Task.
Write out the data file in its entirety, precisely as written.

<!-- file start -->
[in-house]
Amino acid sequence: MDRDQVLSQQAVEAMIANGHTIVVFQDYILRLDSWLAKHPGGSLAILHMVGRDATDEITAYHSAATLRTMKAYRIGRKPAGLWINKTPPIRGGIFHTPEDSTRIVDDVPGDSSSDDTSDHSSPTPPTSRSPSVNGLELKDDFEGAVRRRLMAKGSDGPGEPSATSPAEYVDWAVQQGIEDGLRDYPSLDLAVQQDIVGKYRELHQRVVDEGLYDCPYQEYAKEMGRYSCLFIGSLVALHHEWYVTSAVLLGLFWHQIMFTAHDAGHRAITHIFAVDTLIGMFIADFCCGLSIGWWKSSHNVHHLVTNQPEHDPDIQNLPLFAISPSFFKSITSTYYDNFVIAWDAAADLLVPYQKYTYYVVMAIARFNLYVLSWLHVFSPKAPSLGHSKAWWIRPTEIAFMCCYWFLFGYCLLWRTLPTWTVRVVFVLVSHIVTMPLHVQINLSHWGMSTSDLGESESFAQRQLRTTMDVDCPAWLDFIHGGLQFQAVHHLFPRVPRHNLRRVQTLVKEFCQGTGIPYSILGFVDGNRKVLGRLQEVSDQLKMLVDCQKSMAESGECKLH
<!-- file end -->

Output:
[in-house]
Amino acid sequence: MDRDQVLSQQAVEAMIANGHTIVVFQDYILRLDSWLAKHPGGSLAILHMVGRDATDEITAYHSAATLRTMKAYRIGRKPAGLWINKTPPIRGGIFHTPEDSTRIVDDVPGDSSSDDTSDHSSPTPPTSRSPSVNGLELKDDFEGAVRRRLMAKGSDGPGEPSATSPAEYVDWAVQQGIEDGLRDYPSLDLAVQQDIVGKYRELHQRVVDEGLYDCPYQEYAKEMGRYSCLFIGSLVALHHEWYVTSAVLLGLFWHQIMFTAHDAGHRAITHIFAVDTLIGMFIADFCCGLSIGWWKSSHNVHHLVTNQPEHDPDIQNLPLFAISPSFFKSITSTYYDNFVIAWDAAADLLVPYQKYTYYVVMAIARFNLYVLSWLHVFSPKAPSLGHSKAWWIRPTEIAFMCCYWFLFGYCLLWRTLPTWTVRVVFVLVSHIVTMPLHVQINLSHWGMSTSDLGESESFAQRQLRTTMDVDCPAWLDFIHGGLQFQAVHHLFPRVPRHNLRRVQTLVKEFCQGTGIPYSILGFVDGNRKVLGRLQEVSDQLKMLVDCQKSMAESGECKLH